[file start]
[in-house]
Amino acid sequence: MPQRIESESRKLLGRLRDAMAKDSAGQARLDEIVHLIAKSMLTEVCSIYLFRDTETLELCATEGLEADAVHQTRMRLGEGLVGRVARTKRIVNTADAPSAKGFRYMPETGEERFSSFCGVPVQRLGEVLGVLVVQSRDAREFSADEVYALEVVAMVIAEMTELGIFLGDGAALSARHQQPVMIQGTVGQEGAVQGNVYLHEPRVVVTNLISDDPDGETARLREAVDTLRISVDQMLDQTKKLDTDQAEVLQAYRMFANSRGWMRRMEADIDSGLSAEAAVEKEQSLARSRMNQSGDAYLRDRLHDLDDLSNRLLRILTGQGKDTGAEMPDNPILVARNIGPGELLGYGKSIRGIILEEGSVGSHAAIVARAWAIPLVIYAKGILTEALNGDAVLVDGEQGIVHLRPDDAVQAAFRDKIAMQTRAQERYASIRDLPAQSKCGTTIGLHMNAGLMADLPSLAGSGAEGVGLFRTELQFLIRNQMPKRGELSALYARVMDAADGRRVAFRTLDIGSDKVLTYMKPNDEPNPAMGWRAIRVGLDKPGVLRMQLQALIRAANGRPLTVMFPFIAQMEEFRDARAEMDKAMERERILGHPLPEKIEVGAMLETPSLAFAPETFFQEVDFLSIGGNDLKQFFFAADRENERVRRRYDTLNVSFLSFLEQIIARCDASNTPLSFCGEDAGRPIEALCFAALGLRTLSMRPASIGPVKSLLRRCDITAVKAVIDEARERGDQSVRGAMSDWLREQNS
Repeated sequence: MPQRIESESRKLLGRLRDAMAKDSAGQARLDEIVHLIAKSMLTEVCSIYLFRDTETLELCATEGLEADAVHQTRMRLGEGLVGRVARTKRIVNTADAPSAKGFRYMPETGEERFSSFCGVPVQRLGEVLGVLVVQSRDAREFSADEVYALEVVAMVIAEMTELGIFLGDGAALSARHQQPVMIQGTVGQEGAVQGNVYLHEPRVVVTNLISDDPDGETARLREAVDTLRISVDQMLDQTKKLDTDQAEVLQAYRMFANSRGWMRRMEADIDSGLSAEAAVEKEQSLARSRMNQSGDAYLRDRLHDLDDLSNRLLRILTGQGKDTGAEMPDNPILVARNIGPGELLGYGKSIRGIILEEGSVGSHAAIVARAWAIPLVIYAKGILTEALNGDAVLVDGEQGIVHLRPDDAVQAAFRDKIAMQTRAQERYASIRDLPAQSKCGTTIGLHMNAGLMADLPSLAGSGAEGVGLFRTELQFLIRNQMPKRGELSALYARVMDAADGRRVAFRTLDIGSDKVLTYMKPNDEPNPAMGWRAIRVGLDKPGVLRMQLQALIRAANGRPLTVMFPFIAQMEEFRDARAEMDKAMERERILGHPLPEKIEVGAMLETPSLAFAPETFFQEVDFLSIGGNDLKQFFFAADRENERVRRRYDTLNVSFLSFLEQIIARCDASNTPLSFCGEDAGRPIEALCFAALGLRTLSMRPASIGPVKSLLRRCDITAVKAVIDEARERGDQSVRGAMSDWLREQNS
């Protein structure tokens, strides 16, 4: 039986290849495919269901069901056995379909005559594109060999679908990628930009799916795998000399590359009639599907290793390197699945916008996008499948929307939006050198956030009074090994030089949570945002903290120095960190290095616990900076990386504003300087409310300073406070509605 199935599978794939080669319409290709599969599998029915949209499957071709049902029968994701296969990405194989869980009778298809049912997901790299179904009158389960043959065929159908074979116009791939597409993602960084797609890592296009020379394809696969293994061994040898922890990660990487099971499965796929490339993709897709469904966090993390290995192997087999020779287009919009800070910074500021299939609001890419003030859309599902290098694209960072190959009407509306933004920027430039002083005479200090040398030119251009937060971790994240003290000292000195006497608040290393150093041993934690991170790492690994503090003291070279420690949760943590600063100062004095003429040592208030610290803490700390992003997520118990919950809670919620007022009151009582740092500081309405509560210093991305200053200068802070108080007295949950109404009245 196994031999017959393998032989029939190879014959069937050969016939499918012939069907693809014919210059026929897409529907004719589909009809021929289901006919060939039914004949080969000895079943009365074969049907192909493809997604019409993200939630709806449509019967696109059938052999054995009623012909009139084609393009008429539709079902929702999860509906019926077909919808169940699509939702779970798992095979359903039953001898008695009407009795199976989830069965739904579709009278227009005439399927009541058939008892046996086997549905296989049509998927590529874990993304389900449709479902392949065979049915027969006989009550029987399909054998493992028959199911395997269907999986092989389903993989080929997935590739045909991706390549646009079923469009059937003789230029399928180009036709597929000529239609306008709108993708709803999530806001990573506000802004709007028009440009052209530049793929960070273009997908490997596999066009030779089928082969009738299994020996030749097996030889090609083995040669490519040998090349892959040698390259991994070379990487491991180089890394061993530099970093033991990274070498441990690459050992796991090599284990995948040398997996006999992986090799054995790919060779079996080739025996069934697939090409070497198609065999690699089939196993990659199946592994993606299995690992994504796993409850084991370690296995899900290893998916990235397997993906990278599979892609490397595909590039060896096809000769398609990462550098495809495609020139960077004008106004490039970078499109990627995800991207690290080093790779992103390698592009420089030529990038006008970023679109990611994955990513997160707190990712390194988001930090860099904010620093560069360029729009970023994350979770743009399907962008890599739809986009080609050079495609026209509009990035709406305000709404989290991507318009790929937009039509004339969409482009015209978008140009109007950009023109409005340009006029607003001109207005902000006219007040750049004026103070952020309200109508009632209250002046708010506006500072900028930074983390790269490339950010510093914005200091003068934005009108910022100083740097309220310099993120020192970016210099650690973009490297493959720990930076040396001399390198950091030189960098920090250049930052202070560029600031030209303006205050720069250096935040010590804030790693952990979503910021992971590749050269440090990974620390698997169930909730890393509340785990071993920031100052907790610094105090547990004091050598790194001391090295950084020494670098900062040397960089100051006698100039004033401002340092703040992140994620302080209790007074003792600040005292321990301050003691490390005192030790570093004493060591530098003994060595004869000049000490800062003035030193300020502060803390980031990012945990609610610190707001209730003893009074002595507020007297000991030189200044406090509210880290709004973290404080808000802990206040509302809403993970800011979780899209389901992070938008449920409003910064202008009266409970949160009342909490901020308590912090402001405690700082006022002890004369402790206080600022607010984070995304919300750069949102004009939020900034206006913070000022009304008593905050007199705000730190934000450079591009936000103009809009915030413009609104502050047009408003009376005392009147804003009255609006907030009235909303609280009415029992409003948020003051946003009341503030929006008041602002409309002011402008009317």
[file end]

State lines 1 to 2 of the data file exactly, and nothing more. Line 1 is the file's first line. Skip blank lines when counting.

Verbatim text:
[in-house]
Amino acid sequence: MPQRIESESRKLLGRLRDAMAKDSAGQARLDEIVHLIAKSMLTEVCSIYLFRDTETLELCATEGLEADAVHQTRMRLGEGLVGRVARTKRIVNTADAPSAKGFRYMPETGEERFSSFCGVPVQRLGEVLGVLVVQSRDAREFSADEVYALEVVAMVIAEMTELGIFLGDGAALSARHQQPVMIQGTVGQEGAVQGNVYLHEPRVVVTNLISDDPDGETARLREAVDTLRISVDQMLDQTKKLDTDQAEVLQAYRMFANSRGWMRRMEADIDSGLSAEAAVEKEQSLARSRMNQSGDAYLRDRLHDLDDLSNRLLRILTGQGKDTGAEMPDNPILVARNIGPGELLGYGKSIRGIILEEGSVGSHAAIVARAWAIPLVIYAKGILTEALNGDAVLVDGEQGIVHLRPDDAVQAAFRDKIAMQTRAQERYASIRDLPAQSKCGTTIGLHMNAGLMADLPSLAGSGAEGVGLFRTELQFLIRNQMPKRGELSALYARVMDAADGRRVAFRTLDIGSDKVLTYMKPNDEPNPAMGWRAIRVGLDKPGVLRMQLQALIRAANGRPLTVMFPFIAQMEEFRDARAEMDKAMERERILGHPLPEKIEVGAMLETPSLAFAPETFFQEVDFLSIGGNDLKQFFFAADRENERVRRRYDTLNVSFLSFLEQIIARCDASNTPLSFCGEDAGRPIEALCFAALGLRTLSMRPASIGPVKSLLRRCDITAVKAVIDEARERGDQSVRGAMSDWLREQNS